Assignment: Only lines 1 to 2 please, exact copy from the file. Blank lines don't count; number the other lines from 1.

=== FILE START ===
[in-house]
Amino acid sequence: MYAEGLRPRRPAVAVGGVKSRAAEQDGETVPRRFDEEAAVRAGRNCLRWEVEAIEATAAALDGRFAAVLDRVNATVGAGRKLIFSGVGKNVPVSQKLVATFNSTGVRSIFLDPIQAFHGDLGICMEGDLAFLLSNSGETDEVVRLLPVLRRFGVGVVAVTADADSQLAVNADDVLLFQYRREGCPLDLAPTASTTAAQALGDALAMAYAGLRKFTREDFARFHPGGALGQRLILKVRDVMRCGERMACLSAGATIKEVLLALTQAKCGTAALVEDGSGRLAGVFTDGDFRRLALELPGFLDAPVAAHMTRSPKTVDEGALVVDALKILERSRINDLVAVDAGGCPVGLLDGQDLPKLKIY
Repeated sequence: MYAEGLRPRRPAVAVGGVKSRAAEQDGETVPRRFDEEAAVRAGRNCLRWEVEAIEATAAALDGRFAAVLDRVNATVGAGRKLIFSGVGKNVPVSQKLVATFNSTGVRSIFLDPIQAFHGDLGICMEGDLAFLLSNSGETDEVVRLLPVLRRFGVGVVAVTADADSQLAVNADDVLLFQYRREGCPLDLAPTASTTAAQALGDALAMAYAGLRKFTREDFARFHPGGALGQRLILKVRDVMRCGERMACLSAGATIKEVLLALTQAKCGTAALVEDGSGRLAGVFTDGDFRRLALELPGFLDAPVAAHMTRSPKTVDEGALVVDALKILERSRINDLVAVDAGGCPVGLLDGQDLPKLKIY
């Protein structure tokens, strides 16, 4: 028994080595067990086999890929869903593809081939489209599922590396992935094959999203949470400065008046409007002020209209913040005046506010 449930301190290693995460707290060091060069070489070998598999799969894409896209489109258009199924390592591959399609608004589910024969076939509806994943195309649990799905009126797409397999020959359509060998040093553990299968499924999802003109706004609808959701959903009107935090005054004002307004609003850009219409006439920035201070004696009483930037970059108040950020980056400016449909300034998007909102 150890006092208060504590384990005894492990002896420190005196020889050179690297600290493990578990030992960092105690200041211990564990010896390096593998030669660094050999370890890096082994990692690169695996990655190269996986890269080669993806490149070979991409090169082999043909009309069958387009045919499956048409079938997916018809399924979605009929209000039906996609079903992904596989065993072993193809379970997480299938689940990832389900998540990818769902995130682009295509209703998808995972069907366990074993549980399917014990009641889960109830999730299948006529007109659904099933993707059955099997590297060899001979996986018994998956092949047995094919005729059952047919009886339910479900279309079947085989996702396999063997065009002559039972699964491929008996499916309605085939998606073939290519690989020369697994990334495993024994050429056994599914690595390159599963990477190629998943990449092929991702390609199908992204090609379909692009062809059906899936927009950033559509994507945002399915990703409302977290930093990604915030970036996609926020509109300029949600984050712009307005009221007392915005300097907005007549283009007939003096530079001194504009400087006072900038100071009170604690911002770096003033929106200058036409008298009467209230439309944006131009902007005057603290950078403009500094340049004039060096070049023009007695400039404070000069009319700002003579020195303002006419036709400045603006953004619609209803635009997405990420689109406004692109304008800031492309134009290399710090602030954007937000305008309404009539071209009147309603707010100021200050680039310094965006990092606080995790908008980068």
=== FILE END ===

[in-house]
Amino acid sequence: MYAEGLRPRRPAVAVGGVKSRAAEQDGETVPRRFDEEAAVRAGRNCLRWEVEAIEATAAALDGRFAAVLDRVNATVGAGRKLIFSGVGKNVPVSQKLVATFNSTGVRSIFLDPIQAFHGDLGICMEGDLAFLLSNSGETDEVVRLLPVLRRFGVGVVAVTADADSQLAVNADDVLLFQYRREGCPLDLAPTASTTAAQALGDALAMAYAGLRKFTREDFARFHPGGALGQRLILKVRDVMRCGERMACLSAGATIKEVLLALTQAKCGTAALVEDGSGRLAGVFTDGDFRRLALELPGFLDAPVAAHMTRSPKTVDEGALVVDALKILERSRINDLVAVDAGGCPVGLLDGQDLPKLKIY